6. Plucky Iceland
The smallest nation ever to have qualified for the Euros, Iceland were not expected to do much at the tournament. But two draws and a late 94th minute winner against Austria, Iceland qualified and in doing so showed that they should have been given more credit. After all, they did qualify ahead of the Dutch, including beating them twice en route. Frustrating Ronaldo in the opening match was a joy to behold as Iceland quickly became the neutrals go-to team. A mouthwatering knockout stage match against England now awaits. Their passionate fans showed how wonderful this tournament could have been if other nation’s fans had embraced the same attitude. The stat that seems to be on every commentator’s lips is that 8% of the Icelandic population is at the Euros, but on some occasions it feels like the entire nation had descended on France.
7. A new finalist
In any given tournament, the luck of the draw is very much a decisive factor in how far you progress within it. After an enthralling group stage that saw a few surprise upsets (Hungary topping their group, Croatia one upping Spain) the two sides of the knockout bracket look very different. On one side are the competition’s so-called heavy hitters: Spain, Italy, France, England and Germany, meaning that one by one they will be eliminated en route to the final. On the other side is Switzerland, Hungary, Croatia, Belgium, Portugal and Wales, meaning that there is a good chance that we will see a new team reach the final for the very first time (the only exceptions being Belgium and Portugal who reached the 1980 and 2008 finals respectively).
8. Late Goals
If the group stage has taught us anything, it’s to watch until the very end (or in Iceland’s case the very very end, deep into injury time). The group stage has given us its fair share of goals, but surprisingly a chunk of them have come within the closing minutes. From 69 goals in total over the 36 games, 27.5% came in the last ten minutes of games. The reason for this is uncertain, but you could speculate that it’s the reluctance of teams to press up the pitch, since more than half of the sides are content to absorb the pressure and hit on the break. It might be that Euro 2016 signals the return of the defensive approach or it could just be that every team is trying to replicate how Leicester City won the English Premier League this season.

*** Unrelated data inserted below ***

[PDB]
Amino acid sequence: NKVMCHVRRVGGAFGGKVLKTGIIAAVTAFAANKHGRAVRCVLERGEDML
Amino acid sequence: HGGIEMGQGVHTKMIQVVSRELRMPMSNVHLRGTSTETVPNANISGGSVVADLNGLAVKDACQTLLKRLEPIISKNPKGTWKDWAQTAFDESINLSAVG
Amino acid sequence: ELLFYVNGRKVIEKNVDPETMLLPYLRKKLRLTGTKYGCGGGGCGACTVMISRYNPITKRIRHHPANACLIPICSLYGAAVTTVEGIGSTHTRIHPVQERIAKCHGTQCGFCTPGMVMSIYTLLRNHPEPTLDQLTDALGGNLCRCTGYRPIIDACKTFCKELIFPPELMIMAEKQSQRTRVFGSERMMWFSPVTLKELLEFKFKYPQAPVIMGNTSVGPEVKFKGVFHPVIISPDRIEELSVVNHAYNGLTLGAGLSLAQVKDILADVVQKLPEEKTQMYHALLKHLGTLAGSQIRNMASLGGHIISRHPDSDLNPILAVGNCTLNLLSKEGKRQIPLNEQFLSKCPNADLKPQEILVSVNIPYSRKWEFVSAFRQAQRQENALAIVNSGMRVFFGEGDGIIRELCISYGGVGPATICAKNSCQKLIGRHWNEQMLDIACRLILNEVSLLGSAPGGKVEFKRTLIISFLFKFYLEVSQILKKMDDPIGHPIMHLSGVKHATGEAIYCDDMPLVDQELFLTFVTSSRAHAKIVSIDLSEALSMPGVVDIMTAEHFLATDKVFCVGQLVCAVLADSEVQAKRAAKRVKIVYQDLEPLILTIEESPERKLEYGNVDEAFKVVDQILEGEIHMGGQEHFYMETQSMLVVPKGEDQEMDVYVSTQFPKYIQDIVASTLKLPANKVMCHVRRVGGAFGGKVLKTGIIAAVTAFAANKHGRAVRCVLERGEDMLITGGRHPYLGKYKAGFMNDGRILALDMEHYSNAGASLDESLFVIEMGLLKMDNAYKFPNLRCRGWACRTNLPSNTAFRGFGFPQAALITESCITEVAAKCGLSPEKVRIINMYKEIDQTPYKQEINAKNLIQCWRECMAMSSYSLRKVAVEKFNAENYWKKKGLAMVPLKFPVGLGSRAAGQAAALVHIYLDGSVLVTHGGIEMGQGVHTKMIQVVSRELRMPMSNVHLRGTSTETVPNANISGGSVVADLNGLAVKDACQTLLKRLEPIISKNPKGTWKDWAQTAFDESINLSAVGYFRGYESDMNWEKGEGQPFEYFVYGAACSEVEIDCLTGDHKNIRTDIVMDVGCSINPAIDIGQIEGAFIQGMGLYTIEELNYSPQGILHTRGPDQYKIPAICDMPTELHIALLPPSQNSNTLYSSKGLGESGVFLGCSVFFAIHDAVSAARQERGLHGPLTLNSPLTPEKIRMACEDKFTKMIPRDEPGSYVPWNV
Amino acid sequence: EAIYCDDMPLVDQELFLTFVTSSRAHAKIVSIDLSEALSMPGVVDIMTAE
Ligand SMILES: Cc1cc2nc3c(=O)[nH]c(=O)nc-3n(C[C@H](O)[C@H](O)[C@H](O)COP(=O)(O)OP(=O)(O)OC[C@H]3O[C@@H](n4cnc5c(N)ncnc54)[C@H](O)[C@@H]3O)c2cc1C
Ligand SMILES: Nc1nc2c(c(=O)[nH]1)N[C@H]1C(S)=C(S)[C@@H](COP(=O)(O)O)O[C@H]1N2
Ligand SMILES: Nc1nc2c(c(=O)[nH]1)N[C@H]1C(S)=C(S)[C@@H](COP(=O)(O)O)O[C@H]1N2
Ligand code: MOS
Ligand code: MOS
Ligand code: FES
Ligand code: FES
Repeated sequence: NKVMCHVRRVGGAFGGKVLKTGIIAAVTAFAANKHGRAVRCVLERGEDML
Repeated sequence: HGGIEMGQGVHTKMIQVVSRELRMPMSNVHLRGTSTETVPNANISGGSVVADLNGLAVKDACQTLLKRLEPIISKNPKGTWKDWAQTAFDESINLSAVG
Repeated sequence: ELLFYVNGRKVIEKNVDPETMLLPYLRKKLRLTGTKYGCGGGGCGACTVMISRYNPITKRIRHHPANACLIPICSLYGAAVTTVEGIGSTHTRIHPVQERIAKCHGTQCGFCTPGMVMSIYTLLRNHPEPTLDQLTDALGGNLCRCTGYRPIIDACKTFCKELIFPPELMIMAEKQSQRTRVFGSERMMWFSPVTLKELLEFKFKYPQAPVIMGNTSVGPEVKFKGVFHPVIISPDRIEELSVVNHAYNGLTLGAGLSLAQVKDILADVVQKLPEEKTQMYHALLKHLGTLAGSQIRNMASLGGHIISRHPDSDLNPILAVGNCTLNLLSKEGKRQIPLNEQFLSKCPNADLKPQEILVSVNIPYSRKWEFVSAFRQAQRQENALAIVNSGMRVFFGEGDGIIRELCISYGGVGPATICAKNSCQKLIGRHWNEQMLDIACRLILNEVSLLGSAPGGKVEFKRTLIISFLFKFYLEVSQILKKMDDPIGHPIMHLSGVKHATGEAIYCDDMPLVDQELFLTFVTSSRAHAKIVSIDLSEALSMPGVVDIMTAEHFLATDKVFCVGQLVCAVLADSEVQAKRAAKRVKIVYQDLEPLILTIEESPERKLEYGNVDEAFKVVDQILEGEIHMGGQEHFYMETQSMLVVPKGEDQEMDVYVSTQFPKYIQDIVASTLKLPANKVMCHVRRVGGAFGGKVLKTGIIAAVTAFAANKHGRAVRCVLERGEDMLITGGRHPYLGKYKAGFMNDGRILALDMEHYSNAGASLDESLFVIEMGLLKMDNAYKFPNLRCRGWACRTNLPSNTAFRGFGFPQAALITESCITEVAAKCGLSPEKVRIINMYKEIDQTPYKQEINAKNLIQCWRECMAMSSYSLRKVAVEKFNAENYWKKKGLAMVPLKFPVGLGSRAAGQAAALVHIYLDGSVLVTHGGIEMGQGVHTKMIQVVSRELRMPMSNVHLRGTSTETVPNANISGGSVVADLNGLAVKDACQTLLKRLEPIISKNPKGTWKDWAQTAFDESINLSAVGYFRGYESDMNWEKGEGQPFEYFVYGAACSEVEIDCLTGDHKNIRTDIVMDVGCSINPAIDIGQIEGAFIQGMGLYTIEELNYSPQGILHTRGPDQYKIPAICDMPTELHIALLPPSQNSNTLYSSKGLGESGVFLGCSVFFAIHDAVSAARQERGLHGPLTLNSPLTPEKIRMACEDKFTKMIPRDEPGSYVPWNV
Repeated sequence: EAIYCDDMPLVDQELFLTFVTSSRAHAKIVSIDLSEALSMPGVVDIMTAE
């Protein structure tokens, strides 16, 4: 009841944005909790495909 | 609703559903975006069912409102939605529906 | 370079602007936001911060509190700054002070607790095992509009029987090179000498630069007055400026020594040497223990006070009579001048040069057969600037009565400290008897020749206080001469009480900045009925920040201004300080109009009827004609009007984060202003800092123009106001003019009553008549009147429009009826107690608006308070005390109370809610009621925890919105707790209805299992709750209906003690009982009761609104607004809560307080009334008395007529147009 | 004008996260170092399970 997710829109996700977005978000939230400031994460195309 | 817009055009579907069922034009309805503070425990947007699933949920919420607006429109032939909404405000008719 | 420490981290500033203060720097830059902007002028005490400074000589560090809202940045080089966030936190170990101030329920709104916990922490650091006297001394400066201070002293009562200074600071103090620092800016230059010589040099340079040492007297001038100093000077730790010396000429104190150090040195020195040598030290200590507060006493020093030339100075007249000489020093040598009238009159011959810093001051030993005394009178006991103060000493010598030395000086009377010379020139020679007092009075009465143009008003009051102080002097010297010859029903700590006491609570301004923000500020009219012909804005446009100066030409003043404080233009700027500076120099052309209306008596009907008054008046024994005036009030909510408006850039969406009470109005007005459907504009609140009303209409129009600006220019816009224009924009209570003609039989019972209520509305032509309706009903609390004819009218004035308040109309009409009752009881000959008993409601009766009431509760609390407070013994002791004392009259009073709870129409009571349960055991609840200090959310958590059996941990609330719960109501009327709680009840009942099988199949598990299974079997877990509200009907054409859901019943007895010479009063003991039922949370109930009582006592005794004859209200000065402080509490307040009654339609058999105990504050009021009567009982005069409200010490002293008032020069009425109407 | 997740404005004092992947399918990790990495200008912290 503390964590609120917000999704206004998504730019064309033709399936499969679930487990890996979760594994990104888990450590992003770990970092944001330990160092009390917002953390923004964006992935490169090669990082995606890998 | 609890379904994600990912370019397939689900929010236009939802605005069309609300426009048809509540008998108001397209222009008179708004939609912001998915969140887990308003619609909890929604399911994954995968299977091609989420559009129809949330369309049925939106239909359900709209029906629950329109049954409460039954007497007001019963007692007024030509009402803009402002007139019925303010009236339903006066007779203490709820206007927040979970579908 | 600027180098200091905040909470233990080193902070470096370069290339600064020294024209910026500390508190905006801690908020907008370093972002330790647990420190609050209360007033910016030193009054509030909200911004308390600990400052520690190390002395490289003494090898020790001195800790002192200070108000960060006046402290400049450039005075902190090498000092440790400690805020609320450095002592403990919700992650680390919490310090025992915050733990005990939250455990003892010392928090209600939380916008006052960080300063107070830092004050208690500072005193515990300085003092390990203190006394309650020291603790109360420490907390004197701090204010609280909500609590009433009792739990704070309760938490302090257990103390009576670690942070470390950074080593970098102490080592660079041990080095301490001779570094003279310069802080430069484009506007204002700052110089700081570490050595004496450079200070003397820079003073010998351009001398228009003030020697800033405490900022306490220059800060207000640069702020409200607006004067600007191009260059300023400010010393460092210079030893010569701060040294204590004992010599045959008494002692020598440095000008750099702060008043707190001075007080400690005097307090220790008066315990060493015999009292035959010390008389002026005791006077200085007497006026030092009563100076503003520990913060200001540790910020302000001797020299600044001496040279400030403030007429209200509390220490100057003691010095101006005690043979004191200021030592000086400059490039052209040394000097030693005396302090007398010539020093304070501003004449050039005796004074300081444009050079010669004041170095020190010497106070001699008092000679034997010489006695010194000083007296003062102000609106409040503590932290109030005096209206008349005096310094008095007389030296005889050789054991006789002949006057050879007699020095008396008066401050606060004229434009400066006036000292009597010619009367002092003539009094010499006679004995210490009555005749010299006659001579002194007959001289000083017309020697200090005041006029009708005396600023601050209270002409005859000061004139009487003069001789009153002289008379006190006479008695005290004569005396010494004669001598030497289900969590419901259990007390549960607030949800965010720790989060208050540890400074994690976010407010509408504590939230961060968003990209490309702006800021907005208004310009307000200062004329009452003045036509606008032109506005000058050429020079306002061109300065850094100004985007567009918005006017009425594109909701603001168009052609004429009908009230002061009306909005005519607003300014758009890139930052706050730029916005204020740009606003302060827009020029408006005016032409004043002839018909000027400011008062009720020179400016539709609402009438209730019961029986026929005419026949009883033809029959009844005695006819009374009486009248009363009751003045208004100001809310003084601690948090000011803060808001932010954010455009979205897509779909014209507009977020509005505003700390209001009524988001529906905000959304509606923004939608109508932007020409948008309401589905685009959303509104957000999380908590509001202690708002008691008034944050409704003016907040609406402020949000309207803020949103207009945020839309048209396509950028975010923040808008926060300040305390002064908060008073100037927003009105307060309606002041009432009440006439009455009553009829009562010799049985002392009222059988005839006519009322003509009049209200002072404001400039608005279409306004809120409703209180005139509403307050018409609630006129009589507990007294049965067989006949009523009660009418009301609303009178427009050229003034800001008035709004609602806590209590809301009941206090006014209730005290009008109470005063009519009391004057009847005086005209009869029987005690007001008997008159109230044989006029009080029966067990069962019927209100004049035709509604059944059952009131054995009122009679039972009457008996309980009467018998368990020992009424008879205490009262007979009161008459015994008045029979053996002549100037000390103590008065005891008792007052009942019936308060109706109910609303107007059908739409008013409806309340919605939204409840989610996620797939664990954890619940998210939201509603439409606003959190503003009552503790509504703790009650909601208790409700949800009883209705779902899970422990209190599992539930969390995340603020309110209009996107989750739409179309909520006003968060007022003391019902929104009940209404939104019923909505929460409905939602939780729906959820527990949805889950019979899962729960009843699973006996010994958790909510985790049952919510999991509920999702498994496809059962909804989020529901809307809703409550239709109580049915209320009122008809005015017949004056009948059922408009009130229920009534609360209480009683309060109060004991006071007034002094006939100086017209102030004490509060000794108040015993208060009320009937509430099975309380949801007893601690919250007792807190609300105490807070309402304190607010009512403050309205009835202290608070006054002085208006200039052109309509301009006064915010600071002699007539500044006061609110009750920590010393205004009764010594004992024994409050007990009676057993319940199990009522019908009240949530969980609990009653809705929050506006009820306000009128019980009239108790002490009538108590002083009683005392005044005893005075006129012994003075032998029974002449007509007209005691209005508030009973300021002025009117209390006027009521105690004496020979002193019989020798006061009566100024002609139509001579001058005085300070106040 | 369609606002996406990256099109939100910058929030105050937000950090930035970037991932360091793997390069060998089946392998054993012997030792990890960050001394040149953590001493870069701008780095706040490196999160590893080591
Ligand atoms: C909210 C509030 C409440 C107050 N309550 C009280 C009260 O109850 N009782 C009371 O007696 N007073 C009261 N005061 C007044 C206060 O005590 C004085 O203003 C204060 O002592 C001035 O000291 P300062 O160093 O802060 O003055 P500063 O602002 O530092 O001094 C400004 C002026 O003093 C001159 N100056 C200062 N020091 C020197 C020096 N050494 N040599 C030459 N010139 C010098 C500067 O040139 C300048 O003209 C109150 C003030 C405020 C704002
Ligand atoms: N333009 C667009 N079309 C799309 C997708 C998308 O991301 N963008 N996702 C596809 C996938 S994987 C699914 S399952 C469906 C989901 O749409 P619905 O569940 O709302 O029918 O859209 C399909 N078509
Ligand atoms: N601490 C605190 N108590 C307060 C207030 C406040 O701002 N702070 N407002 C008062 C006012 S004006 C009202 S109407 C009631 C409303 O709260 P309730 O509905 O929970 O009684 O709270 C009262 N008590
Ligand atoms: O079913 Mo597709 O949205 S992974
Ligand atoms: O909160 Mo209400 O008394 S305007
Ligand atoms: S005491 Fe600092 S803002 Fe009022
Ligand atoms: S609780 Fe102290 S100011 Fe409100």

9. French passion
If the sight of Dimitri Payet wiping the tears from his eyes after scoring a spectacular winner on match day 1 doesn’t get you, nothing will. The West Ham star has been the revelation of the French team and embodies the passion that is running through the country at present. Les Blues haven’t seen this amount of hope and good will towards them since the last time their country hosted a major tournament – the 1998 World Cup. Whilst this squad is arguably not as strong or as complete as that side was, there is optimism that perhaps they can go all the way just like they did 18 years ago. With Payet in form, Pogba pulling the strings in midfield and Greizmann still to shine, it would be foolish to bet against them.
10. Hidden gems
As always there are players who excel in the group stages and make a name for themselves. Beyond the more well known faces of Bale, Ronaldo and Pogba are a host of new faces – players almost unknown to the vast majority of fans before the tournament began. Players like Marek Hamsik of Slovenia who scored a peach against a very poor Austria side. Or Switzerland’s rock between the sticks Yann Sommer who has impressed with some fine saves as the Swiss progressed to the knockout stages. Finally, Turkey’s Emre Mor, the youngster who completed a move to Borussia Dortmund just before the start of the Euros. Mor didn’t start the first game but shone brightly enough when he came on, which forced his coach to start him in the next two games. He is one to watch in the very near future.